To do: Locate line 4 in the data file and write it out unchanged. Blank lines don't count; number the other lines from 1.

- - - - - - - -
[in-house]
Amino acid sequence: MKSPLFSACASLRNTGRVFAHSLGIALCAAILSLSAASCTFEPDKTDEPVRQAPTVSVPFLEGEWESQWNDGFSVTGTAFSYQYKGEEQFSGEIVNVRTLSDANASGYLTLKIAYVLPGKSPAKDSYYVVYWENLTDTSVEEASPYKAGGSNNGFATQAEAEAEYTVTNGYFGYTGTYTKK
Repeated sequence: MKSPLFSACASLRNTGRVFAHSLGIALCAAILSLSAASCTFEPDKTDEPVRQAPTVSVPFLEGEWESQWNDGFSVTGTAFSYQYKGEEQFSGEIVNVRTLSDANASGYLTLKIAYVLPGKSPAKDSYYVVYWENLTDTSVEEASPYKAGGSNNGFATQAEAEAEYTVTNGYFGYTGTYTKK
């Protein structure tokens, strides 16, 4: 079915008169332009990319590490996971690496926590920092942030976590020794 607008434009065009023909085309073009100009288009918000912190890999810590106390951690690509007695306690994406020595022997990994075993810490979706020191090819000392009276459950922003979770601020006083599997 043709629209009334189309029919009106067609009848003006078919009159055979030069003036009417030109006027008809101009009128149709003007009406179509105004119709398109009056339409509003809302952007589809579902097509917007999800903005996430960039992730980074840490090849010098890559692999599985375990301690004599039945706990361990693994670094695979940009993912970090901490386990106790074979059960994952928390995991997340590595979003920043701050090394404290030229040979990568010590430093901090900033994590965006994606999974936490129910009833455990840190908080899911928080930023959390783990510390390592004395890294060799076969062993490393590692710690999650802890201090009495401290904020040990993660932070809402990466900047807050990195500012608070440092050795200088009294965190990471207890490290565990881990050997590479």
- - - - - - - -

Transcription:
């Protein structure tokens, strides 16, 4: 079915008169332009990319590490996971690496926590920092942030976590020794 607008434009065009023909085309073009100009288009918000912190890999810590106390951690690509007695306690994406020595022997990994075993810490979706020191090819000392009276459950922003979770601020006083599997 043709629209009334189309029919009106067609009848003006078919009159055979030069003036009417030109006027008809101009009128149709003007009406179509105004119709398109009056339409509003809302952007589809579902097509917007999800903005996430960039992730980074840490090849010098890559692999599985375990301690004599039945706990361990693994670094695979940009993912970090901490386990106790074979059960994952928390995991997340590595979003920043701050090394404290030229040979990568010590430093901090900033994590965006994606999974936490129910009833455990840190908080899911928080930023959390783990510390390592004395890294060799076969062993490393590692710690999650802890201090009495401290904020040990993660932070809402990466900047807050990195500012608070440092050795200088009294965190990471207890490290565990881990050997590479």